The Quest for Market Share

The better-for-you food market might not be so crowded if winners weren’t so handsomely rewarded. Annie’s Inc sold to General Mills for $820M in 2014. Hershey’s picked up Krave jerky for over $200M the following year. And in 2017, RXBar sold to Kellogg’s for $600M. These acquisitions are enough to make any brand hungry for market share.


Quevos stakes its claim on the high-protein, macro-nutrient balanced niche that satisfies customers’ demand for a crunch. That puts it squarely in the cross-hairs of other brands trying to build the perfect chip. Chief among them is Quest, who’s successful protein bars have given way for a new line of protein chips made from whey and casein, both dairy proteins. But not far behind are Beanitos (bean-based), Ips (dairy-based), and Protes (pea-based). Quevos aims to differentiate itself with a simple, balanced nutritional table, and leaning into the natural benefits of egg whites.


So far they’ve been rewarded with traction among the fitness community. Ketogenic dieters in particular (who share diabetics disdain for carbohydrates) have endorsed the chips on blogs and in community forums, fueling the growth of Quevos’ all-digital sales channels.

An Innovative Marketing Approach

At $3 per bag, Quevos is on the higher end of the spectrum in terms of price. While economics of scale might bring that down as the team’s production ramps up, they have avoided the direct price competition a side-by-side shelf comparison might bring by selling entirely on the internet. With no storefront, Quevos has kept overhead costs low and marketed itself entirely on digital channels. In fact, their focus on social media and influencer marketing has been one of the things Ben attributes their success to.

“You kind of assume business is grown-up, and social media is childish. And now the two are meeting in a very real way, and the effect it can have is undeniable. It really gives us an advantage. We’re at the point now where people reach out to us.”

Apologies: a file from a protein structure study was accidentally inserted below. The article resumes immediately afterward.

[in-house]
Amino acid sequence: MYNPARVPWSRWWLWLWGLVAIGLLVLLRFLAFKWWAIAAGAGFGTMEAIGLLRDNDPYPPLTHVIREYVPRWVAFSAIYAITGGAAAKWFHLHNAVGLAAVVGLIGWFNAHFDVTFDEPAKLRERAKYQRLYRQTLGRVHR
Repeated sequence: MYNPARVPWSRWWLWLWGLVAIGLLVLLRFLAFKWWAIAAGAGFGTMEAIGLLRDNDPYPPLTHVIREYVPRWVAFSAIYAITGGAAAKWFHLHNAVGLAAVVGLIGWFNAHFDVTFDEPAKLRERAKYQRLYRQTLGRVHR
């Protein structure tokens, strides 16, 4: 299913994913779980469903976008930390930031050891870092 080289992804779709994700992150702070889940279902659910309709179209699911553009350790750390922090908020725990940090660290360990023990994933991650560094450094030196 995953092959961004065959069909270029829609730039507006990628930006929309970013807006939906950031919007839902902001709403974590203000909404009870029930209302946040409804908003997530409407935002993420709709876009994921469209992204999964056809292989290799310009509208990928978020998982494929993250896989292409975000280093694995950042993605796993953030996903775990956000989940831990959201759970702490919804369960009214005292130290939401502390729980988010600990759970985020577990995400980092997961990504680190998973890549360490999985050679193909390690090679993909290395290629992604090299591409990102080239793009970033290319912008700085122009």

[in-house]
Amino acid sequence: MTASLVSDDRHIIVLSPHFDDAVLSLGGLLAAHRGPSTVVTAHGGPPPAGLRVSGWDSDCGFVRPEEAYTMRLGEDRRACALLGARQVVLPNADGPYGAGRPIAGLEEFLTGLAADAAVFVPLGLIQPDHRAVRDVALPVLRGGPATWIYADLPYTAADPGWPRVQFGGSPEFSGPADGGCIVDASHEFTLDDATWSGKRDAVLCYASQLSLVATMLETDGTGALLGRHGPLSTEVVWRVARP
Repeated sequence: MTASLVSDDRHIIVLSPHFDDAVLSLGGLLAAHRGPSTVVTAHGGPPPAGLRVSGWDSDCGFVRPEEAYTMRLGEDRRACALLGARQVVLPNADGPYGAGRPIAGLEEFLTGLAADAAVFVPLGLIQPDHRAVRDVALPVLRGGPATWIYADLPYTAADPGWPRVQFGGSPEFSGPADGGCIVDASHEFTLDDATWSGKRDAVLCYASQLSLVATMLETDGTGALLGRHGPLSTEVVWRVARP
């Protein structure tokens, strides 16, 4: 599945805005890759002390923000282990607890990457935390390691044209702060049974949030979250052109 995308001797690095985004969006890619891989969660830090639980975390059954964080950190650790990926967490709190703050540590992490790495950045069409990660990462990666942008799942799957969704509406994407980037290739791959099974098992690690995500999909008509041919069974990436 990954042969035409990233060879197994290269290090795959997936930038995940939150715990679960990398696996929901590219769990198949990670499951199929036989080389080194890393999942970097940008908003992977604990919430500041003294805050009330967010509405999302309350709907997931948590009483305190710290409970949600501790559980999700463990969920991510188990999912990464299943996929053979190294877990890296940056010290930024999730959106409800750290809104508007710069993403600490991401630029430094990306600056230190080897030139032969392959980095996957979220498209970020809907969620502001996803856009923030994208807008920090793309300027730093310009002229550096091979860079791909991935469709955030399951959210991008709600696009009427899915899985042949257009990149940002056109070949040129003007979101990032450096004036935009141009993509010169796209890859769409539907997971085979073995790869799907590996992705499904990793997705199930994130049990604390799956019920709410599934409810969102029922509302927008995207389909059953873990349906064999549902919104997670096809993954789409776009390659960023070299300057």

– Ben Elias, Chief Marketing Officer

Ben doesn’t see the need to ever have a physical storefront. Perhaps more surprisingly, he explains that the company has held off on listing on Amazon or Walmart until they have a more robust fan base. Hitting those massive channels with momentum is crucial, and they don’t want to make the leap until they are sure their sales will shoot them to the top of searches for healthy snacks.


In the meantime, Ben hopes to build revenue through a subscription model that will incorporate Quevos into the already regimented lifestyles of fitness buffs:

“We really feel like we could fit into a routine for a lot of people. If you’re a workout fiend, you need your constant protein feed and we hope we can make it a bit more enjoyable than whatever protein powder you’re drinking.”

– Ben Elias, Chief Marketing Officer

Looking Ahead

Quevos managed to sell out of its first batch of 15,000 bags within two months without spending any money on advertisements. To spur further growth, the company is launching a Kickstarter in April with the goal of selling 30,000 bags. Following that, they hope to launch regionally with Whole Foods, GNC, and Fresh Thyme in the summer. In the meantime, they’re considering how to expand from their beachhead customer into the broader fitness community, and even into kids’ snacks.

Nick Hamburger and Zack Schreier embracing the founder lifestyle.


With a grand total of $780,000 raised, they have the resources to put their chips to the test. Quevos hasn’t been in business long, but their momentum is undeniable and will certainly draw the attention of competitors. Time will tell if they’re able to build a strong brand in a crowded market, but the team is eager to prove they’re up to the challenge.


You can pre-order Quevos for yourself at their website. My personal favorite variety for both the name and flavor: “Quevos Rancheros”.